MSU’s Dantonio on fighting for respect: ‘I don’t think that’s ever over’
Among the questions facing Michigan State football this season are the usual ones that have to do with position battles and expectations. There are inquiries about youngsters looking to make an impact and veterans hoping to improve or finally break out.
But what about motivation?
That has never been a hard one for the Spartans, who had to be rebuilt when coach Mark Dantonio took over in 2007, all the while looking up at teams like Ohio State and Michigan (even as the Wolverines fell on hard times themselves).
Nobody truly likes to be the underdog, and many coaches are adept at using slights and rejections as motivation to get better, a tactic Dantonio used deftly to help make sure his team was always getting better.
But they beat Ohio State two years ago to win the Big Ten championship, and they have dominated the series with Michigan this decade. After putting together back-to-back 12-win seasons, Dantonio was asked on the team’s media day if they are "still fighting for respect," presumably because they seem to have earned it on the field.
"I don’t think that’s ever over," the coach replied. "I think you compete against yourself and what you’ve done already, and we try and reach new heights."
Hence the 2015 team’s motto: Reach higher.
"I think that’s the norm," Dantonio said. "If you look at our basketball program, I don’t think Coach (Tom) Izzo has ever been satisfied. I don’t think that’s the makeup of a coach or the program, or any real program, any championship-type program or program that’s won a lot successively."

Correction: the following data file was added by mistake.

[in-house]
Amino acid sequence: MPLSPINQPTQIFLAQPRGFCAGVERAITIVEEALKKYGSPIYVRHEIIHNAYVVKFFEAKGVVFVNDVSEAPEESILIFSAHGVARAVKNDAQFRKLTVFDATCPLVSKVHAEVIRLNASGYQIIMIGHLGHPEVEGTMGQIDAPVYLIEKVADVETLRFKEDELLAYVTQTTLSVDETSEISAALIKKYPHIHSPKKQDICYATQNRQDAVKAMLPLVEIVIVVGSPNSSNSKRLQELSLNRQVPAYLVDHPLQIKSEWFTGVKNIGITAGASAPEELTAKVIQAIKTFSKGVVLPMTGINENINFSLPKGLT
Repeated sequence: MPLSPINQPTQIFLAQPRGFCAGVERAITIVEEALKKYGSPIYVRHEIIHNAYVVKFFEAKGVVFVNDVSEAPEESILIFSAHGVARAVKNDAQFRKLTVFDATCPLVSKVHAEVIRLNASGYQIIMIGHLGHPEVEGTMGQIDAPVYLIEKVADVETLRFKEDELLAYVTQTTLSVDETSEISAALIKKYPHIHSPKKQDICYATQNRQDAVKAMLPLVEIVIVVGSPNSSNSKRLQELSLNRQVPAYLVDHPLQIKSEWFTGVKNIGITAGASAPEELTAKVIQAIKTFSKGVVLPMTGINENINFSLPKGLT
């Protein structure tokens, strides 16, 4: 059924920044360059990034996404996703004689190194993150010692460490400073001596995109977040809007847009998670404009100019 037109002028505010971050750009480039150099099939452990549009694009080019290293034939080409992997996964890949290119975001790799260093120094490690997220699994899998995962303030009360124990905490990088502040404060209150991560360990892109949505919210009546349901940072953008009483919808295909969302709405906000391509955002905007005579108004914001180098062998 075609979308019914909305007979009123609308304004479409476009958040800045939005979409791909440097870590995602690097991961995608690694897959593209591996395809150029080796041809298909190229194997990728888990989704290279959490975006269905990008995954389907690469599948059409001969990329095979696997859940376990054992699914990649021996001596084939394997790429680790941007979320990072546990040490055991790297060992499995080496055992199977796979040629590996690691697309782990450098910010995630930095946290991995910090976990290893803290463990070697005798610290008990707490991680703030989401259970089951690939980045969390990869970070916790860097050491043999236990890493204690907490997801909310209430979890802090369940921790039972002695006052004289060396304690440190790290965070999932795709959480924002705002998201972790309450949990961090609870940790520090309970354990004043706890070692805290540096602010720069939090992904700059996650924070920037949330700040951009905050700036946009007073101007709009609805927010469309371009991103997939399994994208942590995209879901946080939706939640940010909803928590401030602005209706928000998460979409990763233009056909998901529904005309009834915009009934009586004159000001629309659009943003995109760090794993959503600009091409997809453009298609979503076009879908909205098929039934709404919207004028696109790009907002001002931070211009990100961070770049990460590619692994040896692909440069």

As evidenced by the reference to the perennial powerhouse Spartan men’s basketball team that has won a national championship and made numerous Final Fours under Izzo, Dantonio does not see getting to the top as any reason to alter the identity of a team built on blue-collar tendencies.
"We’re going to come to work every day — That’s all I can tell you," Dantonio said.
"We’re not going to take things for granted. We’re going to try and stay grounded in who we are and what we do and understand that the game is played on the field. I think that’s the point that a lot of people in the press miss sometimes. The game is played on the field. It will be determined between those lines. Players make plays. We’ve got to coach the players, and we’ve got to engrain in them a sense of discipline and be mature, and they’ve got to have a sense of maturity in terms of how they handle issues on the field, adversity. That’s a big part of it."